Seattle city leaders debate cuts to police budget before final vote

Ultimately, the cuts are far less severe than calls to defund the police by 50% in 2020


By Sarah Grace Taylor
The Seattle Times

SEATTLE — Hours of debate and several failed budget amendments highlight the disconnect among Seattle city leaders' approaches to police funding as the City Council heads into a final budget vote Monday.

On Thursday, the Seattle City Council select budget committee met to vote on proposed amendments to committee chair Teresa Mosqueda's proposed balanced budget package, which calls for cutting millions of dollars from the police budget in salary savings. Mosqueda's proposal earlier this month was in response to Mayor Jenny Durkan's proposed $7.1 billion budget.

During the final, five-hour committee meeting of the budget season, the council voted down a slew of proposed police amendments, some that would have further reduced the department's budget to $355.5 million and some that would restore funds removed by Mosqueda.

The result is a proposed police budget that largely reflects Mosqueda's original balanced budget proposal, which reduced Durkan's proposed SPD budget by $10.8 million in salary savings from unfunded positions.

The cuts are far less severe than calls to defund the police by 50% in 2020, which many on the council were sympathetic to. Yet to Durkan and others, any cut from the original proposed budget is too much as the department faces staffing shortages.

Ultimately, the most significant change to the budget Thursday was Mosqueda's own amendment to add roughly $900,000 from the general fund back to the SPD budget to fund the hiring of more community service officers, who are unarmed civilian employees who problem-solve with businesses and residents.

But discussions around other proposed amendments emphasized the political divide around police staffing and budgeting among city leadership.

An amendment by Council President M. Lorena González to remove funding for unfilled police positions spurred controversy Wednesday afternoon when interim Police Chief Adrian Diaz publicly scathed González's idea.

"Over the past year we have already lost 325 officers to retirements, resignations, and cuts. That's essentially like cutting our entire North, West and Southwest precincts," the chief said in a written statement and accompanying video released during the council's budget deliberation.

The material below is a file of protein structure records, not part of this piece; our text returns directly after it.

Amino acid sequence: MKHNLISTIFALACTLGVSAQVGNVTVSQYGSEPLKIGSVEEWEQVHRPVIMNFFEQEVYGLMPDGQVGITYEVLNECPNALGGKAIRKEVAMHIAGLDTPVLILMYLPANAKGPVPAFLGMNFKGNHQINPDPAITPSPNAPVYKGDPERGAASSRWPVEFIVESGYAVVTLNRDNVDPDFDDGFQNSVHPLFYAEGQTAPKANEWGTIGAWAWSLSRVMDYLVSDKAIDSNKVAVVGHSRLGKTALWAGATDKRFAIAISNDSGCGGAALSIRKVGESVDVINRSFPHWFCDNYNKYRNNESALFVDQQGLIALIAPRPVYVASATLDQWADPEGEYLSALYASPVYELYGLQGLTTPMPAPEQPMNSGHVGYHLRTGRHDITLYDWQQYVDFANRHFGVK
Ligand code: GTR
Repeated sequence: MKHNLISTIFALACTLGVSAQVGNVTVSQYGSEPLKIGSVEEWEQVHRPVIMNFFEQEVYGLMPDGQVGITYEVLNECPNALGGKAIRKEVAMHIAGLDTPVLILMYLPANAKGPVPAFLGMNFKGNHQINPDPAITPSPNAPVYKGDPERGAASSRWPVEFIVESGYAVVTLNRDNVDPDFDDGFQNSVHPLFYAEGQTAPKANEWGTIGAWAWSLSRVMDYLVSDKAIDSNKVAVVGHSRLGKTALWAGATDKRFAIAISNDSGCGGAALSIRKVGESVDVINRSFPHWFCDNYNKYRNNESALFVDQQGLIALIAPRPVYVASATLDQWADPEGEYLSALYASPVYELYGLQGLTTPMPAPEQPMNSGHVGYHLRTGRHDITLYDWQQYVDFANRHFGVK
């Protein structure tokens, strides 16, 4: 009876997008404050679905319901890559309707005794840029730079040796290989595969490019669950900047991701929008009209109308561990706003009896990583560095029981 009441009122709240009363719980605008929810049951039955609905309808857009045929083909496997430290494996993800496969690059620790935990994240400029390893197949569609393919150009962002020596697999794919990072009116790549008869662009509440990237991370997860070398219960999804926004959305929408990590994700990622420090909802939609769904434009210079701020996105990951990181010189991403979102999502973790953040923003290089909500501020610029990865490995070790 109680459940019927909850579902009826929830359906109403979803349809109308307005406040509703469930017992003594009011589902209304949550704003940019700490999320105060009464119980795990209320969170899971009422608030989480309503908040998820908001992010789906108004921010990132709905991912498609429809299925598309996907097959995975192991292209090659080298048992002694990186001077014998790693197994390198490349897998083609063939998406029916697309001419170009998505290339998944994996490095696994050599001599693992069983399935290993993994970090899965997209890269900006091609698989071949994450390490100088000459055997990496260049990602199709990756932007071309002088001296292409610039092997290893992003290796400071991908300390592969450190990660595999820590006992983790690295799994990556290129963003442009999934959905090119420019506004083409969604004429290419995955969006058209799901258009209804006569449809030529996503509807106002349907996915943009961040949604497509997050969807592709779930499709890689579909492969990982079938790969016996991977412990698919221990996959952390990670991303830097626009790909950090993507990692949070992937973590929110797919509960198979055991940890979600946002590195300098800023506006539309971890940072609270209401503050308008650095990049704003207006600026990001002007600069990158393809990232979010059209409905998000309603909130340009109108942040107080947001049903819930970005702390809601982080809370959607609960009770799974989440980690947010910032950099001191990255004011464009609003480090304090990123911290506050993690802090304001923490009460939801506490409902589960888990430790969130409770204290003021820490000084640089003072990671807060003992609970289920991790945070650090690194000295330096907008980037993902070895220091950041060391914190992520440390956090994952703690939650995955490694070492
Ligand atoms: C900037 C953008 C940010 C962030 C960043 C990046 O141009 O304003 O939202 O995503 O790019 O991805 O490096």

"But the Council President's amendment would permanently eliminate another 101 officers," Diaz said. "This would greatly jeopardize the safety of our communities and have long term impacts on investigating violent crimes and caring for our most vulnerable."

A spokesperson for SPD declined to answer questions on behalf of Diaz.

González's amendment would have recouped $17.1 million in salary savings from SPD by cutting 101 of the 134 positions funded in Durkan's proposal. It would not cut any filled positions or any of the positions SPD says are likely to be filled in 2022.

"At its core, my budget amendment is simply an effort to align the department's budget with the actual size of the force over the next several years. This revised position count would provide a buffer well above the SPD's own optimistic staffing projections," González said.

Before the vote, the council president said the chief's statement "grossly mischaracterizes" her amendment, which she said he issued without speaking to her or her staff.

"I'm deeply disappointed in that tactic and find it disrespectful. Be that as it may, let me put the fear-mongering aside and misrepresentation of facts to bed," she said.

"This budget fully funds SPD's sworn staff hiring plan, and nothing in this budget or in my amendment proposes firing, laying off or otherwise eliminating funded and filled sworn officer positions," González added. "This is why it is incomprehensible to me as to why the interim chief would represent otherwise."

But her amendment failed 5-4, with the support of Councilmembers Mosqueda, Kshama Sawant and co-sponsor Tammy Morales. Councilmembers Alex Pedersen, Dan Strauss, Lisa Herbold, Debora Juarez and Andrew Lewis voted it down.

Herbold, chair of the public safety committee, said that while she agrees that Diaz mischaracterized González's intent, abrogating the unfilled positions may send a message to the public that the council didn't want SPD hiring more officers.

"I really am very concerned that supporting this at this time would send that message to the public. And we have to recognize that I think our goals for standing up non-policing crisis response have not been realized this year," Herbold said.

While Pedersen praised the council for how many issues it had agreed upon during the budgeting process, he introduced a series of amendments that would have effectively reversed Mosqueda's cuts in an effort to retain officers.

"The goal in my mind is to send a positive message to those city government employees and uniformed officers and detectives who remain committed to Seattle, knowing that we have much work to do on police accountability issues," Pedersen said, noting that the department had a net lost of about 200 officers in the past year, with roughly 300 resignations and 100 new hires.

None of Pedersen's amendments passed, leaving the council budget package to reflect over $9 million in reductions from Durkan's proposed SPD budget.

In a statement Friday, Durkan's office said the mayor is concerned about the state of the budget and urged the council to reconsider before the final vote Monday.

"As Council takes final action on the budget next week, it is our hope Council acts with urgency to restore tools to SPD to help them recruit, retain and train officers committed to community safety," Durkan's office said.

(c)2021 The Seattle Times

McClatchy-Tribune News Service

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